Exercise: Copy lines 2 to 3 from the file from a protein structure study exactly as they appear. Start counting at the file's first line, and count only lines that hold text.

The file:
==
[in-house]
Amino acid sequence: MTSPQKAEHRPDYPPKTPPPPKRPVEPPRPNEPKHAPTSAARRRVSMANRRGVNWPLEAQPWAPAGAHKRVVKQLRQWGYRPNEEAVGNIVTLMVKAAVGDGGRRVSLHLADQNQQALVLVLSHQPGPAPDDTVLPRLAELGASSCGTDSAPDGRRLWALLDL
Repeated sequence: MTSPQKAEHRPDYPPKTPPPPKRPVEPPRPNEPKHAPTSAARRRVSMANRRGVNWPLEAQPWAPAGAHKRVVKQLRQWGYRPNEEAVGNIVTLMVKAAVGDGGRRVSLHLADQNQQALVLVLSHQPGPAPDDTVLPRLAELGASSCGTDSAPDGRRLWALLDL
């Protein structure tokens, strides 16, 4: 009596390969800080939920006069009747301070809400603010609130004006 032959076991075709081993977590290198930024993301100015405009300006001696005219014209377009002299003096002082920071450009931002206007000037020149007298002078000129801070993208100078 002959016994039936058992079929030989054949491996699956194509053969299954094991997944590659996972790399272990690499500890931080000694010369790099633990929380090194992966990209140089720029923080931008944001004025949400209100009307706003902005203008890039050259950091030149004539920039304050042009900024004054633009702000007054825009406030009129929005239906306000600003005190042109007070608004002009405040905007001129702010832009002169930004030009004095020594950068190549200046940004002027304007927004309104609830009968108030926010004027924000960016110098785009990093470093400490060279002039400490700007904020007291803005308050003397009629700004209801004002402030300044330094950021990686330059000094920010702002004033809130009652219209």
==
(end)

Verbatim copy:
Amino acid sequence: MTSPQKAEHRPDYPPKTPPPPKRPVEPPRPNEPKHAPTSAARRRVSMANRRGVNWPLEAQPWAPAGAHKRVVKQLRQWGYRPNEEAVGNIVTLMVKAAVGDGGRRVSLHLADQNQQALVLVLSHQPGPAPDDTVLPRLAELGASSCGTDSAPDGRRLWALLDL
Repeated sequence: MTSPQKAEHRPDYPPKTPPPPKRPVEPPRPNEPKHAPTSAARRRVSMANRRGVNWPLEAQPWAPAGAHKRVVKQLRQWGYRPNEEAVGNIVTLMVKAAVGDGGRRVSLHLADQNQQALVLVLSHQPGPAPDDTVLPRLAELGASSCGTDSAPDGRRLWALLDL